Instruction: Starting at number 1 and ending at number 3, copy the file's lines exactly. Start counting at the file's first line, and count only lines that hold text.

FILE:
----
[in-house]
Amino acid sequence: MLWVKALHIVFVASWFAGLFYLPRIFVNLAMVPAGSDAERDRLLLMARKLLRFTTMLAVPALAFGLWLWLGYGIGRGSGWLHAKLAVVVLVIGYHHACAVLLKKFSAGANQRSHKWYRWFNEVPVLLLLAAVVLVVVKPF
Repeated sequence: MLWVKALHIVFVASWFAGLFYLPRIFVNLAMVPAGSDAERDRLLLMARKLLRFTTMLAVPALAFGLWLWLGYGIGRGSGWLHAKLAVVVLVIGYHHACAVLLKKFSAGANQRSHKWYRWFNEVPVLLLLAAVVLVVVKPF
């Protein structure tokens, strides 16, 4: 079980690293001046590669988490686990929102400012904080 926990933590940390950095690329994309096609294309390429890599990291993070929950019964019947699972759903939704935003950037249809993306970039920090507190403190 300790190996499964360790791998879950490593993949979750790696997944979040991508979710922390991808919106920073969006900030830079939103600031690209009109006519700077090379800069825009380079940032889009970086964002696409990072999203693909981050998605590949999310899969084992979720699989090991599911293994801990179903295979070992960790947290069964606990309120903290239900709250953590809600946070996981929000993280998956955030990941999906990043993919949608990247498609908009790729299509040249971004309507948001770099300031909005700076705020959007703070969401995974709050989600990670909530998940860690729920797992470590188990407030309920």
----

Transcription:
[in-house]
Amino acid sequence: MLWVKALHIVFVASWFAGLFYLPRIFVNLAMVPAGSDAERDRLLLMARKLLRFTTMLAVPALAFGLWLWLGYGIGRGSGWLHAKLAVVVLVIGYHHACAVLLKKFSAGANQRSHKWYRWFNEVPVLLLLAAVVLVVVKPF
Repeated sequence: MLWVKALHIVFVASWFAGLFYLPRIFVNLAMVPAGSDAERDRLLLMARKLLRFTTMLAVPALAFGLWLWLGYGIGRGSGWLHAKLAVVVLVIGYHHACAVLLKKFSAGANQRSHKWYRWFNEVPVLLLLAAVVLVVVKPF